After 25 years as a military spouse, Red Cross volunteer Susana Rendón knows the ins and out of military life up close and personal and can anticipate the unforeseen hurdles along the way. She says that the challenges are great for military families but the Red Cross is there to help.
After relocating to Ft. Knox, Kentucky, a new state and community, during the height of COVID for her husband’s assignment with the Army, the move left Rendon disconnected and searching for something greater. Rendón says that she’s used to working a full-time job but, like many military spouses often do, she found securing employment too challenging this time. “It’s not easy to find employment when you aren’t going to live at a place for very long. It’s a common struggle for many of us,” she said.
Rendón’s used this time at Ft. Knox to channel her energy into volunteering with the Red Cross, finding passion by helping at the Warrior Warehouse, a facility that allows military families to shop at no cost for needed items including clothing, furniture, baby items and other key necessities. She says the Warrior Warehouse can make all the difference for many families, particularly younger parents who are often most in need or maybe juggling their spouse’s deployment with small children and without community support.
She says that connecting with those young families and showing them that “we care and we are here” makes a difference.
In this role, she said she’s most proud of the assistance she and her colleagues provided a veteran named Carlito, who was homeless and struggling to care for his 80-year-old mother. After receiving housing assistance in Louisville, the Warrior Warehouse was able to furnish his new two-bedroom apartment with gently used items donated from the Ft. Knox community. Rendon says that delivering the items and setting them up in Carlito’s new home meant so much to her.
“He and his mother were so humble and appreciative. The work was helping us too. Volunteering for the Red Cross is amazing for the mind and soul,” she said.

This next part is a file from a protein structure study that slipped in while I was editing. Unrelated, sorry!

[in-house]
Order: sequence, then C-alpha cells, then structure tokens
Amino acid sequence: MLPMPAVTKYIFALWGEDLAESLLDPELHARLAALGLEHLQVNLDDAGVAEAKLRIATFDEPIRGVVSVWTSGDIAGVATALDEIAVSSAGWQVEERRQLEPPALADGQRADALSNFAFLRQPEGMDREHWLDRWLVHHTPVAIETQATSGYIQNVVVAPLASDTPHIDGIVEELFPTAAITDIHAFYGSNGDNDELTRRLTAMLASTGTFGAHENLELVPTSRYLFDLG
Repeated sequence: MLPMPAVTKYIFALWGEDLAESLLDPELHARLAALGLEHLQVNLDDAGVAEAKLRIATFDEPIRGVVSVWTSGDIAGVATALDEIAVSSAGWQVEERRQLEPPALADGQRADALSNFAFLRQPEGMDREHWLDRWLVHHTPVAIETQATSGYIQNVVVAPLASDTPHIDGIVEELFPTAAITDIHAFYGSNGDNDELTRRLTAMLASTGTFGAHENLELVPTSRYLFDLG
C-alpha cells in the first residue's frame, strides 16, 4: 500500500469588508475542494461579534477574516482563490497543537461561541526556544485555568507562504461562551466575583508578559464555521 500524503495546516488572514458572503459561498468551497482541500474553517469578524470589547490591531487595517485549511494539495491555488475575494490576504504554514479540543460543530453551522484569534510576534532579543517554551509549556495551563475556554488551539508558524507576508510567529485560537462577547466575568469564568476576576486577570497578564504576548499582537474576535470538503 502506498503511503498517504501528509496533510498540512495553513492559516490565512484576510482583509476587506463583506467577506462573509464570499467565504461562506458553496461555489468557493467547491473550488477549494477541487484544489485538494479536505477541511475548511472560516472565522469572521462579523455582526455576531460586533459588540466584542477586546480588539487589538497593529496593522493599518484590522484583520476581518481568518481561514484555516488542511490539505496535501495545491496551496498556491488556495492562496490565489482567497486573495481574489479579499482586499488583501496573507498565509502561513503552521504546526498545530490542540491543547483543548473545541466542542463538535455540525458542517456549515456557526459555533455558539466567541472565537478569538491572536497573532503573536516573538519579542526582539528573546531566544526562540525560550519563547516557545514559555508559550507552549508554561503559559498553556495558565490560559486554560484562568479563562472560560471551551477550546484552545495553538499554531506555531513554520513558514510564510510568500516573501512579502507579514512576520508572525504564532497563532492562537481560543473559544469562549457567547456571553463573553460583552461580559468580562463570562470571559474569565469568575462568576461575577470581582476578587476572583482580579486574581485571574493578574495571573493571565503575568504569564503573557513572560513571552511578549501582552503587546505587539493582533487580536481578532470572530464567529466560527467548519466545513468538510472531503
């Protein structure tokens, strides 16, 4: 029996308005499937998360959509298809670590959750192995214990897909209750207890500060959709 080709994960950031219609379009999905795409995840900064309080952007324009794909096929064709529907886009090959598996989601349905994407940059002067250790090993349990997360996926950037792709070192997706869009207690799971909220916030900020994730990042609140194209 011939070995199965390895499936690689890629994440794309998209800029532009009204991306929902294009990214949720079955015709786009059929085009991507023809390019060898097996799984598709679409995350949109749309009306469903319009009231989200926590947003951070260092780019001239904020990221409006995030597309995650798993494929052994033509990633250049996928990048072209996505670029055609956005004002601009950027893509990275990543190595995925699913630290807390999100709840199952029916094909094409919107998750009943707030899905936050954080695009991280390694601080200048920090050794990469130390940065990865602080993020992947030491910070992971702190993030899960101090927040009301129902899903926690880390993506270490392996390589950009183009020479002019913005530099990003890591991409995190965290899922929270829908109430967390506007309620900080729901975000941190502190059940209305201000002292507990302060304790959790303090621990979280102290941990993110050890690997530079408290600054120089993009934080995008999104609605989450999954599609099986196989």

When the Mayfield Tornado decimated Kentucky in December of 2021, Rendón and her colleagues were ready to answer the call. “One little girl stays in my mind from that disaster response. We provided her with new shoes and a Happy Meal. She was so happy and oblivious to all of the dismay around her. She looked up at me with the biggest smile on her face even though she lost everything including her home, and was now living in a recreation center,” she said. Rendon says the moments of humanity matter and that that volunteering is simply about showing people you care about them.
“People don’t have to try and figure out everything on their own. Someone is always there to pick them up at their darkest hours and lend a hand,” she said.
Rendón’s service was recently recognized by Army officials when she was named the 2022 South Central Kentucky Red Cross Volunteer of the Year at Fort Knox. During the past year, she volunteered over 1,000 hours. Fort Knox Garrison Commander Col. Lance O’Bryan lauded her service and thanked her for her commitment.
“Your steadfast professionalism has left an enduring impact on the Soldiers, civilians and Families of our community,” O’Bryan said. “Thank you for all you do.”
Rendón says that her work with the Red Cross has been a gift and provides the purpose she needs in everyday life. “Helping military families helped me mentally, physically and socially,” she said.
She says that these personal stories — of Carlito and the little girl in Dawson Springs — stick with her during challenging times. “Knowing that you’re able to help people in need is what it is all about. It gives you a great sense of accomplishment,” she said.
After receiving new orders, Rendón and her family are once again moving this summer this time to Great Lakes, Michigan. She plans to continue her volunteer work with military families and the local community.